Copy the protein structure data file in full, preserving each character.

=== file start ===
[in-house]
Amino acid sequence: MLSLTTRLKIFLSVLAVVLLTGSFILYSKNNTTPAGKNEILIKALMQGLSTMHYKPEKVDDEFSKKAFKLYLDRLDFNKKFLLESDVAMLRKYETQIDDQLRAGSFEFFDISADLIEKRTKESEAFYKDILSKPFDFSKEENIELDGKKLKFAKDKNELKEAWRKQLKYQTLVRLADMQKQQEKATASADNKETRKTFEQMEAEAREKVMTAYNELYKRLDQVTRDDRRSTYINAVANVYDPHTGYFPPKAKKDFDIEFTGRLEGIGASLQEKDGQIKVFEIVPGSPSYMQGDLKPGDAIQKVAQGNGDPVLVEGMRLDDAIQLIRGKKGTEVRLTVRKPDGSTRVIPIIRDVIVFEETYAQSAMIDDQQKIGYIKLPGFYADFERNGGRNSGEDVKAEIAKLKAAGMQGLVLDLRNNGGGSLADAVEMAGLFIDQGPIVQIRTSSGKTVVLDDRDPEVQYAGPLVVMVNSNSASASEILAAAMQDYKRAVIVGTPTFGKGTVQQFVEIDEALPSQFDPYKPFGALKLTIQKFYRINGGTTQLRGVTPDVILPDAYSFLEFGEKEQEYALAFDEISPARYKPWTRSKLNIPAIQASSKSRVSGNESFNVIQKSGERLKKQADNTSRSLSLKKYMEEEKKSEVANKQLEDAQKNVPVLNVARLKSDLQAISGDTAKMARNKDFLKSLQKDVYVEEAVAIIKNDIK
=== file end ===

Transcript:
[in-house]
Amino acid sequence: MLSLTTRLKIFLSVLAVVLLTGSFILYSKNNTTPAGKNEILIKALMQGLSTMHYKPEKVDDEFSKKAFKLYLDRLDFNKKFLLESDVAMLRKYETQIDDQLRAGSFEFFDISADLIEKRTKESEAFYKDILSKPFDFSKEENIELDGKKLKFAKDKNELKEAWRKQLKYQTLVRLADMQKQQEKATASADNKETRKTFEQMEAEAREKVMTAYNELYKRLDQVTRDDRRSTYINAVANVYDPHTGYFPPKAKKDFDIEFTGRLEGIGASLQEKDGQIKVFEIVPGSPSYMQGDLKPGDAIQKVAQGNGDPVLVEGMRLDDAIQLIRGKKGTEVRLTVRKPDGSTRVIPIIRDVIVFEETYAQSAMIDDQQKIGYIKLPGFYADFERNGGRNSGEDVKAEIAKLKAAGMQGLVLDLRNNGGGSLADAVEMAGLFIDQGPIVQIRTSSGKTVVLDDRDPEVQYAGPLVVMVNSNSASASEILAAAMQDYKRAVIVGTPTFGKGTVQQFVEIDEALPSQFDPYKPFGALKLTIQKFYRINGGTTQLRGVTPDVILPDAYSFLEFGEKEQEYALAFDEISPARYKPWTRSKLNIPAIQASSKSRVSGNESFNVIQKSGERLKKQADNTSRSLSLKKYMEEEKKSEVANKQLEDAQKNVPVLNVARLKSDLQAISGDTAKMARNKDFLKSLQKDVYVEEAVAIIKNDIK